James C. Garrison

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Gbetagamma, a ubiquitous second messenger, relays external signals from G protein-coupled receptors to networks of intracellular effectors, including voltage-dependent calcium channels. Unlike high-voltage-activated Ca(2+) channels, the inhibition of low-voltage-activated Ca(2+) channels is subtype-dependent and mediated selectively by Gbeta(2)-containing(More)
Low-voltage-activated (LVA) T-type calcium channels have a wide tissue distribution and have well-documented roles in the control of action potential burst generation and hormone secretion. In neurons of the central nervous system and secretory cells of the adrenal and pituitary, LVA channels are inhibited by activation of G-protein-coupled receptors that(More)
Two-pore-domain K(+) channels provide neuronal background currents that establish resting membrane potential and input resistance; their modulation provides a prevalent mechanism for regulating cellular excitability. The so-called TASK channel subunits (TASK-1 and TASK-3) are widely expressed, and they are robustly inhibited by receptors that signal through(More)
Neuronal G protein-coupled inwardly-rectifying potassium channels (GIRKs, Kir3.x) can be activated or inhibited by distinct classes of receptors (Galphai/o and Galphaq/11-coupled, respectively), providing dynamic regulation of neuronal excitability. In this mini-review, we highlight findings from our laboratory in which we used a mammalian heterologous(More)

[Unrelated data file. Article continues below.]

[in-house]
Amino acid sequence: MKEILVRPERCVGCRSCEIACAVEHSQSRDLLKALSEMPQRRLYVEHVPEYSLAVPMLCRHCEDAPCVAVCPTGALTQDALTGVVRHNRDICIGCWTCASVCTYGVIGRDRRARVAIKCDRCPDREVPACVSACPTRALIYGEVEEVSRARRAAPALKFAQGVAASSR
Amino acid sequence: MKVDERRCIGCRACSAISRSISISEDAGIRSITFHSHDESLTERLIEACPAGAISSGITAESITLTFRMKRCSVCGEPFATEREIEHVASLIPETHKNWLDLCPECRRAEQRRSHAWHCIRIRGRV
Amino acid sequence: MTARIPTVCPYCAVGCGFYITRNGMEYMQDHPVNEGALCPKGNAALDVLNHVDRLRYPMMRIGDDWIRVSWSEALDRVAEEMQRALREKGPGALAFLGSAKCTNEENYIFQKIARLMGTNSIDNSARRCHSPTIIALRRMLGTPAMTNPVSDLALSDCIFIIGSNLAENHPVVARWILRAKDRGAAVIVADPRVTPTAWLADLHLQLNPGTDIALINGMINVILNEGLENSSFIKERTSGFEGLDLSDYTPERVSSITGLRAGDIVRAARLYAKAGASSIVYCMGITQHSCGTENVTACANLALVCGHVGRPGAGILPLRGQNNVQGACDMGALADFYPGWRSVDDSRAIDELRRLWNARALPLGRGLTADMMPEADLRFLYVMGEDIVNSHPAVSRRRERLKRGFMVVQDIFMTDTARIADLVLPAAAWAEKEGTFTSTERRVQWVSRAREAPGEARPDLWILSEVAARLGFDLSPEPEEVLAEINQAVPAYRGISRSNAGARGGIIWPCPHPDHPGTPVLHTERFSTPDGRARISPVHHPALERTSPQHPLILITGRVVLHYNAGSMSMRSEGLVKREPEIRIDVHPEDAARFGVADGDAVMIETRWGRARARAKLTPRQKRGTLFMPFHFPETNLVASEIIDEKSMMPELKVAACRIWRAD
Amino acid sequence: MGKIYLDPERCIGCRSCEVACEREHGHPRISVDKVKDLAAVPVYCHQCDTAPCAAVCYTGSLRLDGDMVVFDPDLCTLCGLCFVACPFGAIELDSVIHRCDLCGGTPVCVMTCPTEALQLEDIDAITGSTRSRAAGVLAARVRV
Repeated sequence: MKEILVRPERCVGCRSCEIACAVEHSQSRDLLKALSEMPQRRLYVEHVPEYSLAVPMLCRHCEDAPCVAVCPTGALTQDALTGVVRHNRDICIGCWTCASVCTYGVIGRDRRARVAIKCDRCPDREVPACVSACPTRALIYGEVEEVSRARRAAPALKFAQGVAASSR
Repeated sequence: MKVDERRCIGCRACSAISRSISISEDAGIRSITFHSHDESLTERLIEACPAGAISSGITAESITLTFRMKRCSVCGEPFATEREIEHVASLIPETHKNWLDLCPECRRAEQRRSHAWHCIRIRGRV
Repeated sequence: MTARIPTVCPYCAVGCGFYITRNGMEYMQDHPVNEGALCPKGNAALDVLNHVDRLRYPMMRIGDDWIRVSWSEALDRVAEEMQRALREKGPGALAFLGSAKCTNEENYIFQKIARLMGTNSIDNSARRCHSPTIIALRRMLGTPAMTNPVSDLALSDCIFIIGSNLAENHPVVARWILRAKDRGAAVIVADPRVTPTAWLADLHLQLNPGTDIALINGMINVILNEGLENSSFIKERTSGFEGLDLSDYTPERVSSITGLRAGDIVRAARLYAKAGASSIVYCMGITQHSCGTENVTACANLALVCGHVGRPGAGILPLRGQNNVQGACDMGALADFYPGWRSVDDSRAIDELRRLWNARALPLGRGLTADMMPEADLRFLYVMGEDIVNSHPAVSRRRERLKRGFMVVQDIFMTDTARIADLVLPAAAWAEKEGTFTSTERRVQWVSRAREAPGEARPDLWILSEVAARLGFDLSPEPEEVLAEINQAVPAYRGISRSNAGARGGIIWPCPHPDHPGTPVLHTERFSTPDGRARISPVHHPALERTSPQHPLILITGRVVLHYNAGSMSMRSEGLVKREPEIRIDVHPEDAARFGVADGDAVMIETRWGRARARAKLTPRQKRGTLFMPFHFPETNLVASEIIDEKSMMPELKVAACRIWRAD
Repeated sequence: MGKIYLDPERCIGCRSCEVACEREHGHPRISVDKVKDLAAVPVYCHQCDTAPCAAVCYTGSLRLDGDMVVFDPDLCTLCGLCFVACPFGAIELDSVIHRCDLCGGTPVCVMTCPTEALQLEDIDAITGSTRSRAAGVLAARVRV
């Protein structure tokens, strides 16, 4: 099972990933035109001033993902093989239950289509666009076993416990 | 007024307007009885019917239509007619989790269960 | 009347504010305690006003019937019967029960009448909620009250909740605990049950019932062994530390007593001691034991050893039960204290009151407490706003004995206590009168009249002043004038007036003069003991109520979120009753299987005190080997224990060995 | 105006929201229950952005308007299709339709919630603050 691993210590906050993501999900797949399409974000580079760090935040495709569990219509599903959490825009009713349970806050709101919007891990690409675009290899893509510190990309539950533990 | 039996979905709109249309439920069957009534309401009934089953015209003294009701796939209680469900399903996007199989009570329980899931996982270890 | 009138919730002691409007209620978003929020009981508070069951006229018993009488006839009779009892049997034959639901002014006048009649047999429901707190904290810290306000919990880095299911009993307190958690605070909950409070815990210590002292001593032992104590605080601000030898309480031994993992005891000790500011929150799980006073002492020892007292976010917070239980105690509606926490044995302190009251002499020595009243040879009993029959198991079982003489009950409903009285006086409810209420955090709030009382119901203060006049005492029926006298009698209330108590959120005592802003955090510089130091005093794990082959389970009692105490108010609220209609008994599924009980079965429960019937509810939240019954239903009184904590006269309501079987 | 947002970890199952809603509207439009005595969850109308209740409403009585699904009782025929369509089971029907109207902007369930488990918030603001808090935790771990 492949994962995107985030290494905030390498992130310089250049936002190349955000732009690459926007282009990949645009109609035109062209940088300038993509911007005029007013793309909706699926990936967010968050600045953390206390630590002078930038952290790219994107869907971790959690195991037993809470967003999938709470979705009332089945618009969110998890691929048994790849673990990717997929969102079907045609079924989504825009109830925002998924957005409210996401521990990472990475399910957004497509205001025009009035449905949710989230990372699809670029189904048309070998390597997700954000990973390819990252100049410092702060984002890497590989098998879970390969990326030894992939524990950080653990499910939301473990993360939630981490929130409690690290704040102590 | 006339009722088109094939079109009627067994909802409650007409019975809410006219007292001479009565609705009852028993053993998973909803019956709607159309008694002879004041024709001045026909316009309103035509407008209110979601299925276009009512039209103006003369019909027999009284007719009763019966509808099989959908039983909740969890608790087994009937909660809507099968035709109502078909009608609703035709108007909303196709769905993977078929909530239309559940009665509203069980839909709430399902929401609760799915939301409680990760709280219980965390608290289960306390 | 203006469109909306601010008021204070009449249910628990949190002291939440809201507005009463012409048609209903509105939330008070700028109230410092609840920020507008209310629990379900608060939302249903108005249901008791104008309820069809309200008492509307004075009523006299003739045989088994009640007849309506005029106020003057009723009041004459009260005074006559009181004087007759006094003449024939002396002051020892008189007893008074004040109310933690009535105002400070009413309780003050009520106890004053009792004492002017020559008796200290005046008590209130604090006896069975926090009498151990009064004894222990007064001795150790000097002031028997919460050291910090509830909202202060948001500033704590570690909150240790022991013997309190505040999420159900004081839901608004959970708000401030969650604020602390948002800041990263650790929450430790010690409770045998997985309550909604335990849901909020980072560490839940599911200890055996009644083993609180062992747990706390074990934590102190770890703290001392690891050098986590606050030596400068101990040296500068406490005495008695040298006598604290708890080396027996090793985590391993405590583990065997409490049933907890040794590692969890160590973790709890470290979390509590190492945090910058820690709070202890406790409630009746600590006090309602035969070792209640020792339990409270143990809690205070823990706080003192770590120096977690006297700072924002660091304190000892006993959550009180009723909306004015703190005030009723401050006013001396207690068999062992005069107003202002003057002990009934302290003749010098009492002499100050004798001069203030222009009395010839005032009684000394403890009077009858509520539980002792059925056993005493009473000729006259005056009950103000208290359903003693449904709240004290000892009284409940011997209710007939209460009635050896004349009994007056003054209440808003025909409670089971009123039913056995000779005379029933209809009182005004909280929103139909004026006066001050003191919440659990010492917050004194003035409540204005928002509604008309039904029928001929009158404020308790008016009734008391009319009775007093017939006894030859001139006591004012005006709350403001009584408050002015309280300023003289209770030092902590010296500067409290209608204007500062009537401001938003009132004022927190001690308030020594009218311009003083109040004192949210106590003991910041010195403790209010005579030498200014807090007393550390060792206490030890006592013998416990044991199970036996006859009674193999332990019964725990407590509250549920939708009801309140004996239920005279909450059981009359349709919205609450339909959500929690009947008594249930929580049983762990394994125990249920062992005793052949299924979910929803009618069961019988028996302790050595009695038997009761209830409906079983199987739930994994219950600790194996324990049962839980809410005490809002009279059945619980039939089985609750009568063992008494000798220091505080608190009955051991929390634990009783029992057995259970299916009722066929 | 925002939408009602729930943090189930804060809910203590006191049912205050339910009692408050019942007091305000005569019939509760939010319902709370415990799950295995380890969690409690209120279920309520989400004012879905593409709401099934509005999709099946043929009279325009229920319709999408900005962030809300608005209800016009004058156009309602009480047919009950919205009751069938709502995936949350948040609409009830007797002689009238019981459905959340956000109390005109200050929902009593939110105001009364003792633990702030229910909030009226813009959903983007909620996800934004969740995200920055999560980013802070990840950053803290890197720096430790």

G protein-coupled inwardly rectifying potassium (GIRK) channels can be activated or inhibited by different classes of receptors, suggesting a role for G proteins in determining signaling specificity. Because G protein betagamma subunits containing either beta1 or beta2 with multiple Ggamma subunits activate GIRK channels, we hypothesized that specificity(More)
G protein-coupled inwardly rectifying potassium (GIRK) channels can be activated or inhibited by different classes of receptors, suggesting a role for G proteins in determining signaling specificity. Because G protein ␤␥ subunits containing either ␤1 or ␤2 with multiple G␥ subunits activate GIRK channels, we hypothesized that specificity might be imparted(More)
The alpha subunit (Gsalpha) of the stimulatory heterotrimeric guanosine triphosphate binding protein (G protein) Gs activates all isoforms of mammalian adenylyl cyclase. Adenylyl cyclase (Type V) and its subdomains, which interact with Gsalpha, promoted inactivation of the G protein by increasing its guanosine triphosphatase (GTPase) activity. Adenylyl(More)
Angiotensinogen (renin substrate) and its messenger RNA are known to accumulate in the rat brain. We have cloned rat preangiotensinogen cDNAs and used them as probes to measure the accumulation of preangiotensinogen messenger RNA sequences in eight regions of rat brain, as well as in liver and kidney. The brain regions examined were the cerebral cortex,(More)
G protein coupled receptors activate signal transducing guanine nucleotide-binding proteins (G proteins), which consist of an alpha subunit and a betagamma dimer. Whole cell studies have reported that receptors signal through specific betagamma subtypes. Membrane reconstitution studies with the adenosine A(1) and alpha(2A) adrenergic receptors have reached(More)
The tyrosine kinase pp60v-src, encoded by the v-src oncogene, seems to regulate phosphatidylinositol metabolism. The effect of pp60v-src on control points in inositol phosphate production was examined by measuring the amounts of inositol polyphosphates in Rat-1 cells expressing wild-type or mutant forms of the protein. Expression of v-src-resulted in a(More)
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